This week’s blog is inspired by the news in my area of Texas.
In my social media stream this morning I saw a video from the Dallas NBC affiliate covering a woman, who is a librarian; working with what the video states is “over 400 children” each day, going to a business to “blow off steam.”
This business charges people for the experience of entering a controlled environment wearing safety gear to destroy anything inside said controlled environment. The owners tell the news station that it’s the same as boxing or jogging.
The librarian (who works with children) is shown entering the destruction room and using a ripped off manikin arm to bludgeon a life-size human shaped object, which looks like another manikin.
The camera flips away to an interview with her where she states that it’s a good way for her to get rid of “excess energy” or “frustration”. She then tells us that being a librarian she plays things close to the vest, which can be stressful. We’re told that she is channeling her “inner kid”. She states that she gains a sense of power or confidence from smashing things as well.
I don’t doubt that she does feel strong after destroying things.
Whether or not this is an effective coping mechanism or an effective exercise “no different than jogging” are the issues.
More than a decade ago researchers examined what expressions of anger do with human behavior. It was thought that maybe punching a bag or pillow after becoming angry would lessen aggression in people. The opposite was true. People who expressed anger violently after becoming angry were more aggressive than people who did nothing after becoming angry.
So, how does that happen? It seems like our “common sense” tells us that when we’re angry if we somehow store and then release we’d magically feel better. It turns out that anger doesn’t work that way - and neither do our brains.
We can go back to Pavlov’s dogs for this (bells being tied too food, being tied to a behavioral outcome - salivation). We punch a bag when angry, we solidify the connection (or make it) between anger and aggression or violence. The connections that we make between our emotional states and behavior are an important part of what determines our actions.
The research shows us that doing absolutely nothing with anger is better than becoming aggressive to get rid of it. The feeling of “confidence” that the subject in the video describes after having demolished things is where we turn focus to now - it proves the science right. She gets a good feeling from destruction that arises out of what she calls “excess energy/frustration” - her own statements are proof that she is absolutely creating and strengthening the link in her own brain between aggression and anger, and even aggression and power (“confidence”). Most mental health professionals know that aggression is largely about power.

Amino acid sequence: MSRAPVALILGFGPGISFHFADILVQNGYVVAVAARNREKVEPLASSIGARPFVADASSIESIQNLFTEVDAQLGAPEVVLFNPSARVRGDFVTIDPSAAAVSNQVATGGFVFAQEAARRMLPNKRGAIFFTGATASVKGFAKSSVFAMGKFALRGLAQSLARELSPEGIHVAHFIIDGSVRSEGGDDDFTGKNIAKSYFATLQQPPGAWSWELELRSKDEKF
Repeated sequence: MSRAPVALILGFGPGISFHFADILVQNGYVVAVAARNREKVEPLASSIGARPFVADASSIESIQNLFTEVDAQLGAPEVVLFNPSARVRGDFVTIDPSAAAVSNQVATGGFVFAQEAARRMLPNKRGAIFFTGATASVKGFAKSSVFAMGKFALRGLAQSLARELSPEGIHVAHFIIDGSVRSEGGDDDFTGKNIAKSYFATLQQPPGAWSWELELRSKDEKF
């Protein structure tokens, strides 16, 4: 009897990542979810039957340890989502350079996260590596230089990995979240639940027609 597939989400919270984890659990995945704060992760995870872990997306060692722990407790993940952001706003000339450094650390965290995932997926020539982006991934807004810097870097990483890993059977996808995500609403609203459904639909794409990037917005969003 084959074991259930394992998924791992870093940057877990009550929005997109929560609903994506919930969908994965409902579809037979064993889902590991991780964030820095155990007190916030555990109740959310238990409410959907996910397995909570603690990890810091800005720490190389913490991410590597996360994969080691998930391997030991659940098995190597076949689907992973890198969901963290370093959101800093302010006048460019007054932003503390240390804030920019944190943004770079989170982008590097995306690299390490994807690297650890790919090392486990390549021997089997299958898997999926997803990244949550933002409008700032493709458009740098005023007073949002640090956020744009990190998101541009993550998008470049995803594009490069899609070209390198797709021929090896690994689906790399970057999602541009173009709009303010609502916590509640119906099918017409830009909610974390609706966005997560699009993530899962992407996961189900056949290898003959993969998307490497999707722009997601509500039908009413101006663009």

As for this being a valid form of “exercise”, I’m going to say no. It doesn’t look to be as much work as even a solid round of mindful vinyasa yoga - an exercise that actually supports health and sound coping skills for uncomfortable feelings. Exercise can be very helpful to managing stress, improving health, decreasing depression, etc. - but exercise that also doubles as a means of making poor or negative connections between certain emotions and behavior seems like a risky business.
Certainly, too risky a business for a person working with children to take, in this professional’s opinion. The science tells us that her aggression will increase as she continues to express it, and that isn’t a good thing.
It is April already as I write this. It’s Counseling Awareness Month. People in Dallas are aware of the smash-things business as a coping mechanism. Are they aware of the research in support of or against that practice? It doesn’t seem so. Are they aware about science and researched backed counseling techniques and interventions that can help people live healthy and joyous experiences without need for destruction? It doesn’t seem so - or maybe it just isn’t important enough to make it onto the news.
Channel 5, NBC Dallas/Fort Worth did not interview or provide any information about whether or not this was the effective coping skill the business owner and the user in the video are marketing it as. That is irresponsible reporting in this counselor’s opinion - but we also play a role.
It’s time to make some noise, my counselor friends. I know we’re all tired from conference. I know we’re all working hard. This month I’d like to see us working loud too. It’s one month - 30 days. Make some noise. Find some issues like this one or others in your area and shake some trees with your voice.
For my favorite study on this topic check out:
Busman, B., Baumeister, R., & Stack, A. (1999). Catharsis, Aggression and Persuasive Influence: Self-Fulfilling or Self-Defeating Prophecies. Journal of Personality and Social Psychology. Vol. 76, No. 3, pp 367-376.
Whitney White is a counselor working in Texas in multiple settings with diverse populations. Some of her areas of passion are anxiety, non-suicidal self-injury, and compassion fatigue. With an integrated approach utilizing client strengths, she supports others in achieving their best self. For more information please visit counselingbywhitney.wordpress.com. The thoughts expressed in Whitney’s blogs do not represent her employers.